Rugby Australia woos private equity as losses balloon

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Rugby Australia chairperson Hamish McLennan.
Rugby Australia chairperson Hamish McLennan.
Mark Metcalfe/Getty Images

Rugby Australia (RA) has revealed its losses almost tripled in 2020 as revenues fell off a cliff, with loans from World Rugby keeping the organisation afloat as it seeks private equity investment.

RA said the coronavirus pandemic contributed to a Aus$27.1 million (US$21.1 million) deficit last year, up from a Aus$9.5 million loss in 2019, as revenues slumped by Aus$45.7 million.

"Australian Rugby has been through some challenging years recently, but nothing could have prepared us for 2020," chairperson Hamish McLennan said in RA's annual report published late on Thursday.

"The organisation was shaken to its core. There were genuine fears that the financial losses may prove too big to bear."

Coronavirus disrupted the Test and Super Rugby schedule, forcing RA to sack staff, cut player payments and squeeze funding to community rugby.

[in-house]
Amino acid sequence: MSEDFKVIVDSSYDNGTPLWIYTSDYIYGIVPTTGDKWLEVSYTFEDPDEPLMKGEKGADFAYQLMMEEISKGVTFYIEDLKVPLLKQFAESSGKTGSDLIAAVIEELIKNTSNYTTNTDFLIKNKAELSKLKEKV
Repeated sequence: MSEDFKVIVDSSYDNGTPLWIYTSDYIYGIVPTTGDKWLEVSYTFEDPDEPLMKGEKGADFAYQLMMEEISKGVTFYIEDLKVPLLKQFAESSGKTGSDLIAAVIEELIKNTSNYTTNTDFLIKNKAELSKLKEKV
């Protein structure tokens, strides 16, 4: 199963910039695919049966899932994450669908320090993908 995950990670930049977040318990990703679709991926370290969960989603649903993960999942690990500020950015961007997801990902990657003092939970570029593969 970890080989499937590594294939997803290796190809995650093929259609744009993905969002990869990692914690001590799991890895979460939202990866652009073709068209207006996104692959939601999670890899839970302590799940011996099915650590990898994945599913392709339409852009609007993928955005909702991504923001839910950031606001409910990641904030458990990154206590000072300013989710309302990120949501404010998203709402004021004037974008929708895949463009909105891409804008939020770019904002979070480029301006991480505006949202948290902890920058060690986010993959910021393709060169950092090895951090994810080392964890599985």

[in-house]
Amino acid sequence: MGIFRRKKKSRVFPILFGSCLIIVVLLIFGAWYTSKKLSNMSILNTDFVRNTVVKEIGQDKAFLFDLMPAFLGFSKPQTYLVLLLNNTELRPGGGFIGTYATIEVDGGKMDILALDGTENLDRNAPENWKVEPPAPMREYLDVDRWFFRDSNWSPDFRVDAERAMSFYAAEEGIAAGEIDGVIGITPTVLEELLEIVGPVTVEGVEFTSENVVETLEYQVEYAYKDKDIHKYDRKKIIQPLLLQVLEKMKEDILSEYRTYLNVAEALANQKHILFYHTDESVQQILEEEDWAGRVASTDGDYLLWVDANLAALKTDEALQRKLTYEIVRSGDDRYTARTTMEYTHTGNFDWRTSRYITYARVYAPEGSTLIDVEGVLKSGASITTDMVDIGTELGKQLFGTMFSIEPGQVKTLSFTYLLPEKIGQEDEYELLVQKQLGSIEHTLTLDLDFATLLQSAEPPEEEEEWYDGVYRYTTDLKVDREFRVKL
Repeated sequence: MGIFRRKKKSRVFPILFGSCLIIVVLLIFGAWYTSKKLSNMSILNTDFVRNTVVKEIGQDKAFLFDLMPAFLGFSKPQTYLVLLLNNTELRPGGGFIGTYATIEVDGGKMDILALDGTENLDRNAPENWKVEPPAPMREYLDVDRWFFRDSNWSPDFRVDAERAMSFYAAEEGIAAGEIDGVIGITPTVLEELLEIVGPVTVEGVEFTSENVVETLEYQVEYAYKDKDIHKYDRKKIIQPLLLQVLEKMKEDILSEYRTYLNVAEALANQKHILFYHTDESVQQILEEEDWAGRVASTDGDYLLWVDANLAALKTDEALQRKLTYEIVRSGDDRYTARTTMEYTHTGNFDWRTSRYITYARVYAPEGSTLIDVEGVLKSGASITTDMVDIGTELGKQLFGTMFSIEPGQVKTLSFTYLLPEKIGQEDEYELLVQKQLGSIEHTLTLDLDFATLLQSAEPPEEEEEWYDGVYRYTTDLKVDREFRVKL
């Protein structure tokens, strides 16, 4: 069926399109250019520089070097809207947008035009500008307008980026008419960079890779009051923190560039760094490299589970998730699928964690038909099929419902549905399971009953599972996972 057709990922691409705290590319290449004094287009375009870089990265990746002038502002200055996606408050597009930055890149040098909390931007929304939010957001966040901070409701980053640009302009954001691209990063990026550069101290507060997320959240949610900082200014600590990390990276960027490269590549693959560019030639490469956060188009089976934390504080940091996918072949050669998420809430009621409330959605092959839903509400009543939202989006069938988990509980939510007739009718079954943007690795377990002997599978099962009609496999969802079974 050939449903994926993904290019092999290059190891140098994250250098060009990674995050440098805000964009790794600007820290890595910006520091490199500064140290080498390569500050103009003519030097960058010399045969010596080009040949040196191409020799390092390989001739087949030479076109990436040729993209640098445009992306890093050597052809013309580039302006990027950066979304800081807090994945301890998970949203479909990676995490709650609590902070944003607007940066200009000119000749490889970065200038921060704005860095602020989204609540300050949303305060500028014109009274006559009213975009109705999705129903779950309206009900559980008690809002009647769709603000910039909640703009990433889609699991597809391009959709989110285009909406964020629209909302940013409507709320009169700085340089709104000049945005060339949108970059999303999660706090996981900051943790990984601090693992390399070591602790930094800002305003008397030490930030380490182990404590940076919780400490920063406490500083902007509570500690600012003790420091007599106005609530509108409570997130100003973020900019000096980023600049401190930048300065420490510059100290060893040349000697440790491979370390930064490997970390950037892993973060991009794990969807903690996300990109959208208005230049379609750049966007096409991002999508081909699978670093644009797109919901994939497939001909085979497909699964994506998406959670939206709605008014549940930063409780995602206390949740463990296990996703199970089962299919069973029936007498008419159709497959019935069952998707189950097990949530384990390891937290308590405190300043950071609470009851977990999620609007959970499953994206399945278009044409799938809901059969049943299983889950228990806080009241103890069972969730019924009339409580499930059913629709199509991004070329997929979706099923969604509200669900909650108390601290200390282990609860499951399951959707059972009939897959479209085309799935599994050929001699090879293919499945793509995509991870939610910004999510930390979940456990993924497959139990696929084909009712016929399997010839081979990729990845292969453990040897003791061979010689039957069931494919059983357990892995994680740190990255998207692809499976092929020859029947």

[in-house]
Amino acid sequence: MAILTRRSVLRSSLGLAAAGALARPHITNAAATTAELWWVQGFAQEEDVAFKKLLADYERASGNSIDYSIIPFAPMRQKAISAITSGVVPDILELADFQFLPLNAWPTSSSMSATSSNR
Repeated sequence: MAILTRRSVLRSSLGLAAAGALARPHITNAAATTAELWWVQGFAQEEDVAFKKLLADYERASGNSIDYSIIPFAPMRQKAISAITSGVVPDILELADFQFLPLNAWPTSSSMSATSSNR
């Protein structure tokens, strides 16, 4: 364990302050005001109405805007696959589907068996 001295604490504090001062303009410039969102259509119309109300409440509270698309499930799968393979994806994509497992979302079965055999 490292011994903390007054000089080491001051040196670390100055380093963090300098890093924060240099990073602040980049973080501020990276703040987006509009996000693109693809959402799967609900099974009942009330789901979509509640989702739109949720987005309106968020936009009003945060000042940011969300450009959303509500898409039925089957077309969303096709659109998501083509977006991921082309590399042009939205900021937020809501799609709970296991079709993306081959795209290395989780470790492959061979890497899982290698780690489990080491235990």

It was already struggling after a hefty payment to ex-Wallaby Israel Folau after his sacking for homophobic comments, a downgraded broadcast deal and the loss of long-time sponsor Qantas.

RA revealed it received a Aus$13.8 million cash advance from World Rugby in 2020, then another Aus$4.5 million in March this year.

McLennan conceded RA's balance sheet was "weak" and the organisation faced significant challenges.

"This only highlights the importance of external investment as we look to alternate sources of funding to reinvest back into the game," he added.

McLennan said RA was preparing to follow New Zealand Rugby's lead and seek private equity investment to shore up the game's finances.

NZR on Thursday approved plans to sell a 12.5 percent stake in its commercial rights, including the All Blacks, to US investor Silver Lake, although the players' union opposes the move and can veto the deal.

McLennan said last month that Silver Lake could be in the mix to partner with RA, although it's unlikely the Americans would pay anywhere near the US$280 million they are offering for a slice of the All Blacks.

Other possibilities include CVC Capital Partners - which holds stakes in England's Premiership, the PRO14 and the Six Nations - and Australian billionaire Andrew 'Twiggy' Forrest, a keen rugby fan who bankrolls the Perth-based Western Force.

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